Academic journal article The European Journal of Comparative Economics

Growth Propensities under Capitalism and Profit-Oriented Market Socialism

Academic journal article The European Journal of Comparative Economics

Growth Propensities under Capitalism and Profit-Oriented Market Socialism

Article excerpt

Abstract

This research mathematically investigates the hypothesis of slow economic growth under capitalism, relative to potential economic growth under a profit-oriented market socialist alternative. The hypothesis is examined within two different economic models: (1) a current-period model that looks at the optimal level of investment in any period from the respective standpoints of the capitalist minority and the general population, and (2) a steady-state equilibrium model that looks at the optimal capitallabor ratio from the respective standpoints of the capitalist minority and the general population. In both cases, two inequalities are derived for the determination of parameter combinations under which growth retardation will hold, the first under the assumption that the aggregate CES production function is linear homogeneous, and the second under the assumption that this function is homogeneous to any degree. The fact that parameter combinations exist under which growth retardation would hold, and also under which growth retardation would not hold, suggests that this issue is essentially an empirical issue rather than a theoretical issue.

JEL Classifications: E22, O40, P51

Keywords: economic growth; investment; economic systems comparison; market socialism

(ProQuest: ... denotes formulae omitted.)

1. Introduction

Prior to the seminal conceptual work of Oskar Lange enunciated in his essay "On the Economic Theory of Socialism" (1938), both orthodox economists and orthodox socialists would have summarily dismissed the notion of "market socialism" as a veritably ludicrous oxymoron. Lange's credentials as an accomplished neoclassical theoretician, however, lent considerable weight to his argument that a market socialist economic system, characterized by public ownership of the preponderance of capital utilized within large-scale corporate business enterprise, could successfully mimic the economic performance of a hypothetical perfectly competitive capitalist economy. In Lange's view, this gave the edge to market socialism since the real-world capitalist economy, as opposed to the hypothetical textbook capitalist economy, was (and remains) actually dominated by imperfectly competitive mega-corporations.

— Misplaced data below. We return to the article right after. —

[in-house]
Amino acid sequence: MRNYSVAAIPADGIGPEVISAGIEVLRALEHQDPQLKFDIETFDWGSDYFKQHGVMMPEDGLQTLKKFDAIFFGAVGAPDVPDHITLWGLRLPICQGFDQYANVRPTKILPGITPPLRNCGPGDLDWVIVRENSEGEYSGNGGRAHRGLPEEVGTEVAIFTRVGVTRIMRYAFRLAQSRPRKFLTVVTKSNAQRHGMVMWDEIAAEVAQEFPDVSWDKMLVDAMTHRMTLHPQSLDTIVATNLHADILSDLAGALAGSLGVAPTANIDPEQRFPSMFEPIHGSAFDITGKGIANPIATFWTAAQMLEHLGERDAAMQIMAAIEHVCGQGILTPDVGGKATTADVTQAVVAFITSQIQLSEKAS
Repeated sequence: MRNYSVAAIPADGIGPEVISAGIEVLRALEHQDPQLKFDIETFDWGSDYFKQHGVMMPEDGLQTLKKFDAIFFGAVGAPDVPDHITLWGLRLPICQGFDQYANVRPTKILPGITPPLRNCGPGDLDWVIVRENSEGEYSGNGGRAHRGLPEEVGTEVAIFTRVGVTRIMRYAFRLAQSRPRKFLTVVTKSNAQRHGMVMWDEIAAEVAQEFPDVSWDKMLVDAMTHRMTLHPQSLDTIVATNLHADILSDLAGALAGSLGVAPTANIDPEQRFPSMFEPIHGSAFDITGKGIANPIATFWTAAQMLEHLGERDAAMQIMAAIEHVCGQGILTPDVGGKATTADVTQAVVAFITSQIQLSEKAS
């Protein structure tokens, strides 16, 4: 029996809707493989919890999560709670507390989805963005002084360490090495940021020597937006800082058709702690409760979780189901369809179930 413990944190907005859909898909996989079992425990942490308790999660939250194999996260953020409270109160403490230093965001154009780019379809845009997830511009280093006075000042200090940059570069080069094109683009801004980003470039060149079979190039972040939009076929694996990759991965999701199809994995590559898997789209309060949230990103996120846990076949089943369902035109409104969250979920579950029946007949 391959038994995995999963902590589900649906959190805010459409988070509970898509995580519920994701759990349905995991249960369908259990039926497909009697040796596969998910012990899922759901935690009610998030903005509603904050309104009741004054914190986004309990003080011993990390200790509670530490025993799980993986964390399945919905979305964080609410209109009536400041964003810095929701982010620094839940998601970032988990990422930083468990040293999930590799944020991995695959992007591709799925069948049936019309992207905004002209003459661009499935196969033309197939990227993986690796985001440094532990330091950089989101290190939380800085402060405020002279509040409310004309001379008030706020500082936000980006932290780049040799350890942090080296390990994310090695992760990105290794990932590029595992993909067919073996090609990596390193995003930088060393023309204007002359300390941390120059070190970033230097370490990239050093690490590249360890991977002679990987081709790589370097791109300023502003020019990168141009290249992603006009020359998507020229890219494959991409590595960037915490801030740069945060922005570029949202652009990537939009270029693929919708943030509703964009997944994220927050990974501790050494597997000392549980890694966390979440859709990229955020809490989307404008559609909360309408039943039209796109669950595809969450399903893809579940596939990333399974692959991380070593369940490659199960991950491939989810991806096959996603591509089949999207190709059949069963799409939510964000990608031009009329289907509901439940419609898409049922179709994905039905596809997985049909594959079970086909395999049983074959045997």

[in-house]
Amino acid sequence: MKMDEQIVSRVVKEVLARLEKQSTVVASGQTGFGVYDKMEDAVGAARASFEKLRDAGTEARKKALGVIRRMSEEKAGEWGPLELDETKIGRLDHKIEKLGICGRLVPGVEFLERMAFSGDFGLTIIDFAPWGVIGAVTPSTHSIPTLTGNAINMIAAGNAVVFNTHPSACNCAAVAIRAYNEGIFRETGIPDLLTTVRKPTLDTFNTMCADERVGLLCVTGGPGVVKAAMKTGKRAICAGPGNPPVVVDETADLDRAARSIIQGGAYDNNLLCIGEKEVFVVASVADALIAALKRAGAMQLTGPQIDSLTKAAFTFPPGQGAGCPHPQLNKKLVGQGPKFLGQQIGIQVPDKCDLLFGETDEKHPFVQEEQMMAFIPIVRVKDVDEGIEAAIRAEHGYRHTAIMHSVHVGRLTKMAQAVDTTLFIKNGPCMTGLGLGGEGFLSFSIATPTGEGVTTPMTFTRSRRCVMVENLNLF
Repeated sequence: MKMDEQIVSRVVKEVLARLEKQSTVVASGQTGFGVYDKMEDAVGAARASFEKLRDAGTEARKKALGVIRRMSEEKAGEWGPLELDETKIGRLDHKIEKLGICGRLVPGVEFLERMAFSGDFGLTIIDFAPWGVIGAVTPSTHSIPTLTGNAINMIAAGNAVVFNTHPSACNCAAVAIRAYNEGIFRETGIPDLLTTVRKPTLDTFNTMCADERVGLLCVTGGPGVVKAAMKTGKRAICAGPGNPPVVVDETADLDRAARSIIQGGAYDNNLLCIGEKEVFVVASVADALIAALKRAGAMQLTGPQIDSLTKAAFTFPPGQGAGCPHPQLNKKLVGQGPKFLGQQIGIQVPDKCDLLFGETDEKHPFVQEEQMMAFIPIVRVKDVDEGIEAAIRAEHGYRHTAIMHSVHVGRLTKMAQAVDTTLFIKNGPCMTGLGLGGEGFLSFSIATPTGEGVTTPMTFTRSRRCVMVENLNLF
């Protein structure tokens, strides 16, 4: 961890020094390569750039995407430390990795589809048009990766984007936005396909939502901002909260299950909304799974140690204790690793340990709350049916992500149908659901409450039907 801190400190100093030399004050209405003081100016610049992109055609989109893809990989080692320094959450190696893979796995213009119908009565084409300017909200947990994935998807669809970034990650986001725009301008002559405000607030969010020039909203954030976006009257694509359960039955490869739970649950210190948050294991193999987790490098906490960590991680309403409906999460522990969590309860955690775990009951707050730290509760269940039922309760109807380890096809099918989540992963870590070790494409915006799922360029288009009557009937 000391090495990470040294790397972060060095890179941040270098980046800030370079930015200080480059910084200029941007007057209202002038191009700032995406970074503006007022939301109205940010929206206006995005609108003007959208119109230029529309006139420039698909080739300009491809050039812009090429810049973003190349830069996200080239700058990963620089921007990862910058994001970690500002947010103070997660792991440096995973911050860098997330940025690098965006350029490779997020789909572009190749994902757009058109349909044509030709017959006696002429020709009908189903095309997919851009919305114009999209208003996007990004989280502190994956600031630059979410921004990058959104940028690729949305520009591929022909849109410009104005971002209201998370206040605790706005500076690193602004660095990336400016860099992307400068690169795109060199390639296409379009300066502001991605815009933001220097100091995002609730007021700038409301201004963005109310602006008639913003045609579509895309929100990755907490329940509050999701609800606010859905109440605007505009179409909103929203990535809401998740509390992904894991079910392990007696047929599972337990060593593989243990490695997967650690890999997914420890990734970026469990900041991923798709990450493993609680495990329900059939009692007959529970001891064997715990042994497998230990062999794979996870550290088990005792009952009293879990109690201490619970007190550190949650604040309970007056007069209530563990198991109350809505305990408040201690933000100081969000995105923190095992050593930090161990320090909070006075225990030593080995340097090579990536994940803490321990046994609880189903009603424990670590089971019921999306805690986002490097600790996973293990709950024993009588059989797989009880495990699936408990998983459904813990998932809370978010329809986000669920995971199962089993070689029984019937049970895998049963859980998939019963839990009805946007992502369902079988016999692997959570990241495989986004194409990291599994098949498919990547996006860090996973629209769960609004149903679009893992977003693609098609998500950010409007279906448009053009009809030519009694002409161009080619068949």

Although Lange's central complaint against the contemporary capitalist economy is its microeconomic inefficiency owing to the breakdown of perfect competition (a static problem), writing as he did against the background of the Great Depression, he took it for granted that capitalism was also subject to the dynamic problem of long-term sub-optimal economic growth. The apparent success of Keynesian stabilization policy in preventing disastrous business downturns since the end of World War II, however, has restored most of the pre-Great Depression confidence in the overall economic performance of capitalism, static and dynamic-at least among the majority of contemporary mainstream economists.

The level of enthusiasm among this majority for the economic performance of contemporary capitalism fluctuates with the condition of the economy, and has naturally been significantly reduced recently owing to worldwide economic vicissitudes throughout much of the 2000s. But as serious as they may be, these vicissitudes have apparently not seriously undermined overall mainstream support for the fundamental institutional status quo. Nevertheless, the possibility remains of a market socialist alternative to the capitalist status quo that would exhibit better performance, not only in terms of economic equality but also in terms of static efficiency and dynamic growth. With respect to dynamic performance, the suppression of serious depressions does not necessarily rule out the possibility that the economy is growing at less than the optimal rate, and the possibility exists that the optimal rate could indeed be achieved via some sort of social intervention-as, for example, through the establishment of a market socialist economy. …

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